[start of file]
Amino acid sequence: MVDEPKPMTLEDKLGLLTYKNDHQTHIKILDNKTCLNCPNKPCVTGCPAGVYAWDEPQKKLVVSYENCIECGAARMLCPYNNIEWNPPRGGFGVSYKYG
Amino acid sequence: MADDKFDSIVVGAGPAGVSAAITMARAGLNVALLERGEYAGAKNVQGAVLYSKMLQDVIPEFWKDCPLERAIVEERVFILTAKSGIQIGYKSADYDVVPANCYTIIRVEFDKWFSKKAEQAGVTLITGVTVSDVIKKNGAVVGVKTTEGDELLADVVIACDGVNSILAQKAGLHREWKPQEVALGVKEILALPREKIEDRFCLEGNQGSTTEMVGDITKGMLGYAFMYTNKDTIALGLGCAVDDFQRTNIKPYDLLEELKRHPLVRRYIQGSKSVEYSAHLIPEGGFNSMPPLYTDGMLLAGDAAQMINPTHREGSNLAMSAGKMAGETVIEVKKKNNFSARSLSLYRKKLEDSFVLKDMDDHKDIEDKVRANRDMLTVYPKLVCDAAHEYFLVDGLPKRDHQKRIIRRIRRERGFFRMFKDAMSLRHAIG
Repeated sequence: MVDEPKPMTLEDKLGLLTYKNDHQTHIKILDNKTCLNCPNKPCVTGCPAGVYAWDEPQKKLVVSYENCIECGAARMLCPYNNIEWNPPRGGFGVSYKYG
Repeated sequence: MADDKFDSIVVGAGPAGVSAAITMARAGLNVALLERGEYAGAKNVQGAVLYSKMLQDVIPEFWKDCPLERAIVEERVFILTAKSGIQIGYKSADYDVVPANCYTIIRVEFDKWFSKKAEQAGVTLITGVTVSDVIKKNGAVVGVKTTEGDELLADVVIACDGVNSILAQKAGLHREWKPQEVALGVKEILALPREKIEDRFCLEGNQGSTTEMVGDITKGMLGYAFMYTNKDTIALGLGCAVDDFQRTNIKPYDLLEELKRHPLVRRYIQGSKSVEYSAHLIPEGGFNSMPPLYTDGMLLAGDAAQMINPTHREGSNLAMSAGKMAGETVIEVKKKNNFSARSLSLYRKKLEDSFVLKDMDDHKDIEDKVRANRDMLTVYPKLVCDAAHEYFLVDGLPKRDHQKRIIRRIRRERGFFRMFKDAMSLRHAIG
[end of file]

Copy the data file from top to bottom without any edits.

Amino acid sequence: MVDEPKPMTLEDKLGLLTYKNDHQTHIKILDNKTCLNCPNKPCVTGCPAGVYAWDEPQKKLVVSYENCIECGAARMLCPYNNIEWNPPRGGFGVSYKYG
Amino acid sequence: MADDKFDSIVVGAGPAGVSAAITMARAGLNVALLERGEYAGAKNVQGAVLYSKMLQDVIPEFWKDCPLERAIVEERVFILTAKSGIQIGYKSADYDVVPANCYTIIRVEFDKWFSKKAEQAGVTLITGVTVSDVIKKNGAVVGVKTTEGDELLADVVIACDGVNSILAQKAGLHREWKPQEVALGVKEILALPREKIEDRFCLEGNQGSTTEMVGDITKGMLGYAFMYTNKDTIALGLGCAVDDFQRTNIKPYDLLEELKRHPLVRRYIQGSKSVEYSAHLIPEGGFNSMPPLYTDGMLLAGDAAQMINPTHREGSNLAMSAGKMAGETVIEVKKKNNFSARSLSLYRKKLEDSFVLKDMDDHKDIEDKVRANRDMLTVYPKLVCDAAHEYFLVDGLPKRDHQKRIIRRIRRERGFFRMFKDAMSLRHAIG
Repeated sequence: MVDEPKPMTLEDKLGLLTYKNDHQTHIKILDNKTCLNCPNKPCVTGCPAGVYAWDEPQKKLVVSYENCIECGAARMLCPYNNIEWNPPRGGFGVSYKYG
Repeated sequence: MADDKFDSIVVGAGPAGVSAAITMARAGLNVALLERGEYAGAKNVQGAVLYSKMLQDVIPEFWKDCPLERAIVEERVFILTAKSGIQIGYKSADYDVVPANCYTIIRVEFDKWFSKKAEQAGVTLITGVTVSDVIKKNGAVVGVKTTEGDELLADVVIACDGVNSILAQKAGLHREWKPQEVALGVKEILALPREKIEDRFCLEGNQGSTTEMVGDITKGMLGYAFMYTNKDTIALGLGCAVDDFQRTNIKPYDLLEELKRHPLVRRYIQGSKSVEYSAHLIPEGGFNSMPPLYTDGMLLAGDAAQMINPTHREGSNLAMSAGKMAGETVIEVKKKNNFSARSLSLYRKKLEDSFVLKDMDDHKDIEDKVRANRDMLTVYPKLVCDAAHEYFLVDGLPKRDHQKRIIRRIRRERGFFRMFKDAMSLRHAIG